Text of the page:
The base station data recorded from a fixed position during the flight serves as a reference to calculate precise location data for each flight image.
The accuracy of WingtraOne PPK data strongly depends on a proper base station setup and correct base station coordinates. For all base station options listed below, it is mandatory to use ITRF-based geodetic coordinate systems to define the base location in WingtraHub PPK processing.
Your base file options
There are different options to acquire base files and base location depending on your country, location and the surveying equipment you own. You can choose one of the four options described further below. The base files (RINEX) need to cover the full period of your flight—make sure they start before you take off and stop after you land.
Normally, you will get three files (with endings .o, .n, and .g), and WingtraHub will use all three of them. For the logging interval, we recommend a value between 1s and 10s. We recommend using WGS84 coordinates with ellipsoidal height (altitude above ellipsoid) to specify the base location. If you know your base location in local coordinates, make sure to use an exact transformation between your coordinate system and WGS84, ellipsoidal. Other Earth-fixed and Earth centered coordinate systems that are based on ITRF standards, and that use ellipsoidal height reference, may be used as well as an input coordinate system for the base location.
Please check with Wingtra support to confirm your choice as compatible, by submitting a support request.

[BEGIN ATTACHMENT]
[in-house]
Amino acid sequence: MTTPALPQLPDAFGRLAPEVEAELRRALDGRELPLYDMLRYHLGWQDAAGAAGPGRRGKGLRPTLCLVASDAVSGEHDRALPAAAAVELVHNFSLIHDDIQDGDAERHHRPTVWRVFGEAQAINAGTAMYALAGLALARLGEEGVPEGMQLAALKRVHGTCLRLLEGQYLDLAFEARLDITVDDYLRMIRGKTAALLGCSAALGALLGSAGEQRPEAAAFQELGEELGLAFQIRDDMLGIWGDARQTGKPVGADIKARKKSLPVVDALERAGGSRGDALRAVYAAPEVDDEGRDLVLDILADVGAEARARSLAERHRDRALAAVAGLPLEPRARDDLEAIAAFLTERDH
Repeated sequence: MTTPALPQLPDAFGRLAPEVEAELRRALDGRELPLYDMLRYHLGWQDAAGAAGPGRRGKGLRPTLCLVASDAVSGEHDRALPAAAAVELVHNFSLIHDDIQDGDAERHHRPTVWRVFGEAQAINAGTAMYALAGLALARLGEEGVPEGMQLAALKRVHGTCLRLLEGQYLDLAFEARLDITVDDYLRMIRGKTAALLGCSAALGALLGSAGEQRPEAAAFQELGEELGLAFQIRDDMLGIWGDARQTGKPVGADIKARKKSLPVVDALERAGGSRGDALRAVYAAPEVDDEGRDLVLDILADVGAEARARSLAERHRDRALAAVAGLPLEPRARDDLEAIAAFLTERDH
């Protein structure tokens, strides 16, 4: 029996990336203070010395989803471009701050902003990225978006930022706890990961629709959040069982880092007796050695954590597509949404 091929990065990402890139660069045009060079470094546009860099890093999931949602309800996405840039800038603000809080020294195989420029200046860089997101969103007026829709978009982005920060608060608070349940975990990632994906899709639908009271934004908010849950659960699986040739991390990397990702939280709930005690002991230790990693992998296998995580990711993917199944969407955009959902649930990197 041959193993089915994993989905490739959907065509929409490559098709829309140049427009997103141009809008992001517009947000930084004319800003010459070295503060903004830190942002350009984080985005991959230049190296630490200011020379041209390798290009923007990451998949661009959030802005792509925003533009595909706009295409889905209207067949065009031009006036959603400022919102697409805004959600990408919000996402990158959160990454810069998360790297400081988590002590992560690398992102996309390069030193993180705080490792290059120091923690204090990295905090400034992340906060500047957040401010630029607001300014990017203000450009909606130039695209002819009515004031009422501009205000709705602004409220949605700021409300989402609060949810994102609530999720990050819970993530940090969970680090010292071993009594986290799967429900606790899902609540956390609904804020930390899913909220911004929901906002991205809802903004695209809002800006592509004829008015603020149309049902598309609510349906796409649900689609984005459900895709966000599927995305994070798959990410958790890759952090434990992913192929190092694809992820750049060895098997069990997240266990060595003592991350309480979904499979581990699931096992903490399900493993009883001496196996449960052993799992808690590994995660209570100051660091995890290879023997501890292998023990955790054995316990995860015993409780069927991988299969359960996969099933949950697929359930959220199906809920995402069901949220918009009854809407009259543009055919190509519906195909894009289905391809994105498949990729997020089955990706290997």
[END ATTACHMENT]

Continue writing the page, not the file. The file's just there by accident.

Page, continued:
General base station requirements
In general, most base station modules and brands combine with WingtraOne PPK. The minimum requirements for a base station are:
- Possibility of continuous logging with a logging interval of 15s or faster (1s is recommended for highest accuracy)
- Logging the following frequencies: L1C/A, L1P, L2P, L2C
- Receiving constellations GPS + GLONASS
- Possibility to save/convert logging data to RINEX files (receiver independent exchange format) with version 2.11 or newer
- The base station should be as close as possible to the survey area to ensure maximum accuracy
Low cost receivers are less reliable against GNSS signal noise, which can lead to low PPK fix and decreased geotagging accuracy. We recommend using a high-quality, survey-grade GNSS antenna.
Base station setup
The prerequisite for the base station being able to log healthy satellite signals is to have a clear sky around. When picking the right point where to set up the base station make sure to stay away from:
- Trees and high human-made objects - both will block the signals coming from satellites visible on the horizon, which could consequently lead to failure during PPK processing.
- Emitters of radio magnetic radiations (e.g. cellular towers, high voltage electrical towers, etc) - electromagnetic interference could jam the signal
Option 1: Use subscription to a CORS or VRS network
In most parts of the world there exist Continuously Operating Reference Station (CORS) networks. They consist of a number of fixed base stations, to which you can subscribe. They offer web services that let you download base files and a base location. Download RINEX files from the nearest CORS base station in your network. The base location is normally given in a local coordinate system. It is mandatory to use ITRF-based global coordinate systems with an ellipsoidal height reference. Therefore, we recommend converting the provided coordinates to WGS84 with ellipsoidal height considering the correct epoch.